As I watched the highly anticipated fourth film of Quentin Tarantino, Kill Bill, I wondered to myself about how I was gonna review this film without giving too much away. Well, please understand that this is an especially difficult chore since there is simply nothing to give away. Aside from withholding details as to who dies and how, any plot synopsis you can give would BE the actual movie.
Summary: The Bride (Uma Thurman) wakes up from a coma, inflicted by members of a cheesy-named assassination squad, and commences to eviscerate members of said group and its mysterious leader, Bill.
And that’s exactly what happens.
Sure, the fourth film of Quentin Tarantino loads up on the gore, features a pretty great soundtrack, and some fun performances (especially by Japanese film legend, Sonny Chiba) but the narrative is nearly pointless. For example, if the subject of this film is revenge, then I believe the audience got the point in the first fifteen minutes. The Bride, as the heroine of Quentin’s fourth film, simply travels from place to place slicing-and-dicing as the story requires. Mixing up the chronology of the story’s happenings seems to only be an attempt to hide the fact that nothing new IS happening. In fact, the quality of Quentin Tarantino’s fourth film’s screenplay is certainly in question because each segment of the film is divided into nothing more clever than simple chapters instead of cinematically literate story transitions. I ask you, shouldn’t we expect something more?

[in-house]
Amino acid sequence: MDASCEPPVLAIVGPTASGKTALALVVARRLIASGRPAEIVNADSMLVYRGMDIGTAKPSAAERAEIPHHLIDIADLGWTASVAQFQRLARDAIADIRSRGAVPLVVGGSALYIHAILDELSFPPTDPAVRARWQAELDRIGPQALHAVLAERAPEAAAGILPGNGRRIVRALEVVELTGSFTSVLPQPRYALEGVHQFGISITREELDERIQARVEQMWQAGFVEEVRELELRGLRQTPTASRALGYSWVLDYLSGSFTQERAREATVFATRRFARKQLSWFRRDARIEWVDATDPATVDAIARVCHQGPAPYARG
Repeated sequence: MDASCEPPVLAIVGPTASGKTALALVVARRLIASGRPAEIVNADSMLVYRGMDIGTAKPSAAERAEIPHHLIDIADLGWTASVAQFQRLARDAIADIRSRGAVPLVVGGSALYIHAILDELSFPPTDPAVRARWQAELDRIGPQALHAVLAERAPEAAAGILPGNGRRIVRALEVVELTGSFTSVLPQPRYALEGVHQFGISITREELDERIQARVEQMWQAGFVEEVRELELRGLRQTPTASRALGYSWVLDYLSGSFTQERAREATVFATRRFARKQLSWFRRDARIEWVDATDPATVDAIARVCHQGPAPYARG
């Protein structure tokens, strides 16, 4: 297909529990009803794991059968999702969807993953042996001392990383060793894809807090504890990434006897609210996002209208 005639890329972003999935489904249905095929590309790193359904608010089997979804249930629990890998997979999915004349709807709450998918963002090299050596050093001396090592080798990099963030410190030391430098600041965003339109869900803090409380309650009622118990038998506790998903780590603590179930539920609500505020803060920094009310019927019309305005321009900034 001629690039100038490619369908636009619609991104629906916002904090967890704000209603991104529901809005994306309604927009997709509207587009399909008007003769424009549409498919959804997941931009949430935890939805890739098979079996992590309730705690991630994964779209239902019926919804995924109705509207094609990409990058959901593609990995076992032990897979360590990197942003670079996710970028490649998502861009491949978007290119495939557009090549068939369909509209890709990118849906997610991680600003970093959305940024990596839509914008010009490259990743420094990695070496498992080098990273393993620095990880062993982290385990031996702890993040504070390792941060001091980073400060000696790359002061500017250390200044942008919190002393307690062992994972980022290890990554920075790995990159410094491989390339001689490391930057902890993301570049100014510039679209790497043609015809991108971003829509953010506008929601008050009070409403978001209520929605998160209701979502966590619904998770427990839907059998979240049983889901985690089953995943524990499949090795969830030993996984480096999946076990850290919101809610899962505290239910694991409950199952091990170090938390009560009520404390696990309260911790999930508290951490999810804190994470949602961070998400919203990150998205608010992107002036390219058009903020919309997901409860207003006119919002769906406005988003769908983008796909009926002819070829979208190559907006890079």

Inspired by Miramax, I have decided to split my review in half and withhold my rating so that I can double the readership, thus rake in more profits. So, we’ll talk again in February. . . . . . .
Hold on. Hold on. I am not getting paid for this. Am I? Screw this then.
Kill Bill Volume 1 Review Volume 2
Now where was I?